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Marrakesh's Stylish Transformation

Medina vendors selling their wares.

Photo: John Kernick

Marrakesh and I go back almost 40 years, when I was assigned by the Peace Corps to teach English at the Lycée Mohammed V, deep in the medina. At the time, the city was an exotic North African backwater with only a handful of decent places to stay and eat, most of them holdovers from the French-colonial era. And the visitors were mostly hippies in search of good hash and cheap crash pads in the medina, which in those days was an unpaved, tumbledown collection of souks and town houses. Still, I loved the place: the snake charmers and acrobats on the Djemaa el-Fna, the orange-tree-edged Avenue Mohammed V, the Parisian-style Café Renaissance, in Guéliz, the sweet-smelling rose gardens, the exhilarating views of the snow-covered Atlas Mountains, and, above all, the warmth and wit of the Marrakshis.

Over the next decades, I returned regularly and witnessed Marrakesh’s transformation, as stylish travelers like Jackie Onassis and Talitha Getty replaced the hippies, and ramshackle palaces and riads in the medina were turned into chic boutique hotels. In 2002, I wound up buying and restoring a small house there and have called it my second home ever since. There are now several hundred riad hotels, each trying to out-design the next, and the big international brands—Mandarin Oriental, Four Seasons—are building resorts beyond the medina. Some insiders worry that Marrakesh is perilously close to being “over,” while others say this is the mark of a bold new era.

Marrakesh is essentially two cities: the medina, as the ancient walled Arab metropolis is called, and Guéliz, the name given to the part of town created by the French in 1913. South of Guéliz lies the residential neighborhood of Hivernage. While Guéliz has been somewhat overshadowed in the past decade by the rise of the medina, it is currently enjoying a bit of a renaissance itself. With its aging Art Deco villas, broad streets, and roundabouts, Guéliz is Morocco at its most Western. A symbol of the area’s revival is the year-old Bab Hotel, a mini-Delanoesque homage to the Philippe Starck aesthetic: oversize flowerpots, billowy curtains, cool white public spaces. Its pebbled half-indoor/half-outdoor garden by the pool is a perfect spot for lunch, and the top-floor Skybab Bar, set with lounging mattresses, draws the cocktail crowd in the evenings.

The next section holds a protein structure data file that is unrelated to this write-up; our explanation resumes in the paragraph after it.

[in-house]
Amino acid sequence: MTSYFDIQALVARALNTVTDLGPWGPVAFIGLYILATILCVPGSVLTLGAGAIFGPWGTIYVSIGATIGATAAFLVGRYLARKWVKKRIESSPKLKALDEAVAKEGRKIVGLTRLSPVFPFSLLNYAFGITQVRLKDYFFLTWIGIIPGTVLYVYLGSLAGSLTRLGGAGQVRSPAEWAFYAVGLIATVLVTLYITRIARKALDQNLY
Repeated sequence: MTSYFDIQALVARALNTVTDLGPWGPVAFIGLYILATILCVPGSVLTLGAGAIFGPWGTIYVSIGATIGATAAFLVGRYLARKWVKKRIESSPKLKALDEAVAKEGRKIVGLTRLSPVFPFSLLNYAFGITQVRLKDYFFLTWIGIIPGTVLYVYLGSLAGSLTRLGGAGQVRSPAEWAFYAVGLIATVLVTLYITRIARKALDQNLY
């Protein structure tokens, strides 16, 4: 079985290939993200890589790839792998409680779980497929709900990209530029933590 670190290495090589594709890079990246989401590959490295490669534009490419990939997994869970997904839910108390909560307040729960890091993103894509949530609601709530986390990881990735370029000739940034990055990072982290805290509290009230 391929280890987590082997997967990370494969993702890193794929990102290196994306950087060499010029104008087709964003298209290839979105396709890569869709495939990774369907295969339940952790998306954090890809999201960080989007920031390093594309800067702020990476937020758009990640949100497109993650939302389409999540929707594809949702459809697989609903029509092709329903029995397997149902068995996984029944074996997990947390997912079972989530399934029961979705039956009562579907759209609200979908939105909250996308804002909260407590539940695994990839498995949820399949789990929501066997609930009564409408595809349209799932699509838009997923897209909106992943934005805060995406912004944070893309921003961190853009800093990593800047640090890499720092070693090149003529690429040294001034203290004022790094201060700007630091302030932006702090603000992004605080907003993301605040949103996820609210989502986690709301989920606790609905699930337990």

The legendary La Mamounia, the city’s oldest hotel, lies on the border of the medina and Hivernage. The 1923 landmark recently reopened after a three-year closure, during which French designer Jacques Garcia reconsidered, reimagined, and rebuilt every square inch of the place. With its dark lobby niches, mauve velvet chairs, and hanging silk-shaded lamps, the new La Mamounia feels a little reminiscent of Costes (the hip Paris hotel Garcia designed in the 1990’s). But beyond the lobby, the classic La Mamounia remains—only better. The gardens have been enlarged, as has the pool, now the size of a small lake. And the suites show off the best of Moroccan craftsmanship—marble floors, mosaic-tiled walls, carved doors, and meticulously painted ceilings.


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